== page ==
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H And R Block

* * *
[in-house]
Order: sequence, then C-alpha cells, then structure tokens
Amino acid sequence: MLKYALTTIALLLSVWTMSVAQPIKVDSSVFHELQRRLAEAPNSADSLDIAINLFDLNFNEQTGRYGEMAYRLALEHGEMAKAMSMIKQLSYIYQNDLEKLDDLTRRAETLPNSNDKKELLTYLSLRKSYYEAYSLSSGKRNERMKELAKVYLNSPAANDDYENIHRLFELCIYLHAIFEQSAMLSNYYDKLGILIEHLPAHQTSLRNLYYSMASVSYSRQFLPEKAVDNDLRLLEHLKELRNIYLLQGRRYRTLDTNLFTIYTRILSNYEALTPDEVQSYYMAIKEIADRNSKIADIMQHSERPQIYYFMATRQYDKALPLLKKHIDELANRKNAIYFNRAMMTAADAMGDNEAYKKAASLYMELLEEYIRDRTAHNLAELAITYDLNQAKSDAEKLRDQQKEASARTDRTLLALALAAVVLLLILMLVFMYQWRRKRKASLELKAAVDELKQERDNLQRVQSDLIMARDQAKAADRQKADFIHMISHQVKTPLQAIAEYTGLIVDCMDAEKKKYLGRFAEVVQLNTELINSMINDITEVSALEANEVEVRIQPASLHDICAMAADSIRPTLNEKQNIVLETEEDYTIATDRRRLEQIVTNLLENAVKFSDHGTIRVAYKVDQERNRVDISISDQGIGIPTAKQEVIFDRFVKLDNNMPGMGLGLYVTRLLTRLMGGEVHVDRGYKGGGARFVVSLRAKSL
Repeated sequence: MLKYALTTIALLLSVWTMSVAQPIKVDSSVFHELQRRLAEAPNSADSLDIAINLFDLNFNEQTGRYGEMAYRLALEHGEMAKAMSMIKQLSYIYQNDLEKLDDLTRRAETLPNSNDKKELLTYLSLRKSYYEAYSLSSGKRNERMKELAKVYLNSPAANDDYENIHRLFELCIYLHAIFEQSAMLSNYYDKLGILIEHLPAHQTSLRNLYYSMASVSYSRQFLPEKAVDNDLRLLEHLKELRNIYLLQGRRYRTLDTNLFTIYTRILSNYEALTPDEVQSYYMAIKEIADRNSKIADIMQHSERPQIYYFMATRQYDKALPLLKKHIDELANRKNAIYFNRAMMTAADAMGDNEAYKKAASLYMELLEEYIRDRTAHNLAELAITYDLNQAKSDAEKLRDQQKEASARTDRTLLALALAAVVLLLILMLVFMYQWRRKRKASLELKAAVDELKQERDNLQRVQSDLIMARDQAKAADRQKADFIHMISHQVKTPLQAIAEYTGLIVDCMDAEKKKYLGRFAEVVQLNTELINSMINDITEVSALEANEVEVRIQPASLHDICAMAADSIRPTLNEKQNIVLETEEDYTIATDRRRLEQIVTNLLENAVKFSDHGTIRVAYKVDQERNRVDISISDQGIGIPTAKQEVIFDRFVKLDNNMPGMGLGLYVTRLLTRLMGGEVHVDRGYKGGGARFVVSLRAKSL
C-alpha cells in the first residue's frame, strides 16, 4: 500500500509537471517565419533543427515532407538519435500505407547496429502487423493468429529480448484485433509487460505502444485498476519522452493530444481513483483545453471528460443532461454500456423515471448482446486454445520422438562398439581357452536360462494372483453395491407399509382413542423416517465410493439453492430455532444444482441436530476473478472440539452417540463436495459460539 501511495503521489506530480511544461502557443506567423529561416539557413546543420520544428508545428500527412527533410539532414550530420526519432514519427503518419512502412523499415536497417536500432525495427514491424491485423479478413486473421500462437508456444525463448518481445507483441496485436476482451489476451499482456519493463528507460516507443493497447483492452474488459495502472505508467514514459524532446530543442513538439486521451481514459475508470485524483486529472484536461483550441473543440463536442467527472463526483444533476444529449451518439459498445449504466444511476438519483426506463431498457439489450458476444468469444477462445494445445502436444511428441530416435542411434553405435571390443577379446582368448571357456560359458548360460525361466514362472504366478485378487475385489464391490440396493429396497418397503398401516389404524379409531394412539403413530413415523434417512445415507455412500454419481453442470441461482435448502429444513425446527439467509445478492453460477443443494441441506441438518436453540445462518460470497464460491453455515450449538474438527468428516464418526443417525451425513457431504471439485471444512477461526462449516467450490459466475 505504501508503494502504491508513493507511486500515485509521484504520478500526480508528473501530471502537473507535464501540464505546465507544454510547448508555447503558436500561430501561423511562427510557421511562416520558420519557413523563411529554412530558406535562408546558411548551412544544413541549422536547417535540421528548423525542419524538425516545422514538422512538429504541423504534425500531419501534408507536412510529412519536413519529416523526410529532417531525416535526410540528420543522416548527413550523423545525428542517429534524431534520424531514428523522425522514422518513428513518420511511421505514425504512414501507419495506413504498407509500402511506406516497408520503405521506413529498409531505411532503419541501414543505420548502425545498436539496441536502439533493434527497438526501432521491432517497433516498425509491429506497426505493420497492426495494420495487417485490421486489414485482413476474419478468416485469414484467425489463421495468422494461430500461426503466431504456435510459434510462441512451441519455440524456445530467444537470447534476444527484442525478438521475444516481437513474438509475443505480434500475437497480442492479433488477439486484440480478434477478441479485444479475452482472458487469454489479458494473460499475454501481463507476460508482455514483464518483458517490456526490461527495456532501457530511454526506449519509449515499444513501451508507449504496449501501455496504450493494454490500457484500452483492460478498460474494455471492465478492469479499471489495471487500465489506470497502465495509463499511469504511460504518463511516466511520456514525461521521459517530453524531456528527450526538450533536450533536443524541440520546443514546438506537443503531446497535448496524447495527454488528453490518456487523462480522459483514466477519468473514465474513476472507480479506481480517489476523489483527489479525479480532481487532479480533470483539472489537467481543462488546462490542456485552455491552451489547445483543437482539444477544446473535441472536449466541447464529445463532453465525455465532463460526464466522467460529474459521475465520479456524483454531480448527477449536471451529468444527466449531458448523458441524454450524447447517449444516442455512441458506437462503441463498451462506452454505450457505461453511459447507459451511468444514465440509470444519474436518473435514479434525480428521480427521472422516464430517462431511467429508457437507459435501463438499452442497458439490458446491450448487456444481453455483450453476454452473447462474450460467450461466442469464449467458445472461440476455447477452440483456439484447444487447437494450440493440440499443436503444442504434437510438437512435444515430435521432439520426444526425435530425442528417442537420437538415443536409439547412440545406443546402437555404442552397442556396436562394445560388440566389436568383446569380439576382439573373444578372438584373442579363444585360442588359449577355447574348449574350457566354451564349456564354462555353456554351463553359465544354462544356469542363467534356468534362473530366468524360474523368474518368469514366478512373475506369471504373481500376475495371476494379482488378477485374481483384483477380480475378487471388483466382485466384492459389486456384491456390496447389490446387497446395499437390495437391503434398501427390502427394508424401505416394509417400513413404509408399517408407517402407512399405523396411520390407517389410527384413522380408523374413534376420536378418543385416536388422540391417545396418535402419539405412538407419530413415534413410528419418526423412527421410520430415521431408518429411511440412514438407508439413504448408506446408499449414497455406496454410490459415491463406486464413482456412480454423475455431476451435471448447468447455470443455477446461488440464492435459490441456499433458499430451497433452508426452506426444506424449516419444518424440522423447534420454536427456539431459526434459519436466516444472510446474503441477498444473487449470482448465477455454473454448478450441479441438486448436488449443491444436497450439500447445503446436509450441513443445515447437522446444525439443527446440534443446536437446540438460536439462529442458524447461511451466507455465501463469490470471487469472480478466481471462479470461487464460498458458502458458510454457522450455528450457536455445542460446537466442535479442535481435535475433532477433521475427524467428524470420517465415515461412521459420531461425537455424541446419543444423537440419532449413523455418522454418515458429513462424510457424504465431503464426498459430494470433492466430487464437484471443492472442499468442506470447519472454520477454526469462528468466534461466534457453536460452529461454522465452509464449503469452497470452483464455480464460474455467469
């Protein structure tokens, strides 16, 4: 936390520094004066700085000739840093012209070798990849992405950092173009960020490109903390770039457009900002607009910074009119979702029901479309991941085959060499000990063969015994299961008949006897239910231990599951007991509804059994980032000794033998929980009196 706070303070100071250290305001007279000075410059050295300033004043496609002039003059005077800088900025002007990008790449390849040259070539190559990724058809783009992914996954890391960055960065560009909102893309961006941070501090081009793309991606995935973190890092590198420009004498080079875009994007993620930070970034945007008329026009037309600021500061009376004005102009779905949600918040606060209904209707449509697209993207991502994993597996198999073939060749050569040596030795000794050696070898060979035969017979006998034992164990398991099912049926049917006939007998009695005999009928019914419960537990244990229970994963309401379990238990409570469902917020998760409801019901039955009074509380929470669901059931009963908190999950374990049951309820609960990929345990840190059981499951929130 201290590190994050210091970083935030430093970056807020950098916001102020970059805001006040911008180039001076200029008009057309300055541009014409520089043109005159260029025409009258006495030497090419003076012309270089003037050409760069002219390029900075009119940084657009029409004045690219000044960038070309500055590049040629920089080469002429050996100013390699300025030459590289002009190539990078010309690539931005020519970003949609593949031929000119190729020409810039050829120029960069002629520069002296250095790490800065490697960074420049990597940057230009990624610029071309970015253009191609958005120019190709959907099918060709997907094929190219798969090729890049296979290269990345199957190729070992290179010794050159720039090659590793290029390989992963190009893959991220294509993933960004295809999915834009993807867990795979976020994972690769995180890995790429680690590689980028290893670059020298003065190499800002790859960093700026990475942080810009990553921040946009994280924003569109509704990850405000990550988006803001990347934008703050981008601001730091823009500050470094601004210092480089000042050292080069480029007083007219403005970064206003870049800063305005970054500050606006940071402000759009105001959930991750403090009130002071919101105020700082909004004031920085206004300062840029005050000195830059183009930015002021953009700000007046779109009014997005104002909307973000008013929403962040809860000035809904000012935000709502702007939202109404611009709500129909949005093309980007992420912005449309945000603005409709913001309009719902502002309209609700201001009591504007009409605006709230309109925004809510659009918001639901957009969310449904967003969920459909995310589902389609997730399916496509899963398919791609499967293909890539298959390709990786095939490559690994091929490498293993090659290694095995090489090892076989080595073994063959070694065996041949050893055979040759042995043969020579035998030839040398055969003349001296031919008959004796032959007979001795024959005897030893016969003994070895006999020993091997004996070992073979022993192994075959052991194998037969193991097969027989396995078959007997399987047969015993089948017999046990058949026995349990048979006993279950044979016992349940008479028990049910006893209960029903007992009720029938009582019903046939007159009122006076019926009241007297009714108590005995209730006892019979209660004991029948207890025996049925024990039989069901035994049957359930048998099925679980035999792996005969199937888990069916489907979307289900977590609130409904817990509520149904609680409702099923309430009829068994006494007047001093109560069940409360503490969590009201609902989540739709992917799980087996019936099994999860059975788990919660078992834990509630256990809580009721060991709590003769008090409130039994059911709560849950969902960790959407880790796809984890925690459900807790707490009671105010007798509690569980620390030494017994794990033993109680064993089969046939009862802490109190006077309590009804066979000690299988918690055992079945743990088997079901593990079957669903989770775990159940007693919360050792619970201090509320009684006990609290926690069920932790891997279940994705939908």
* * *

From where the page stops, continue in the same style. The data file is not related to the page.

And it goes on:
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H And R Block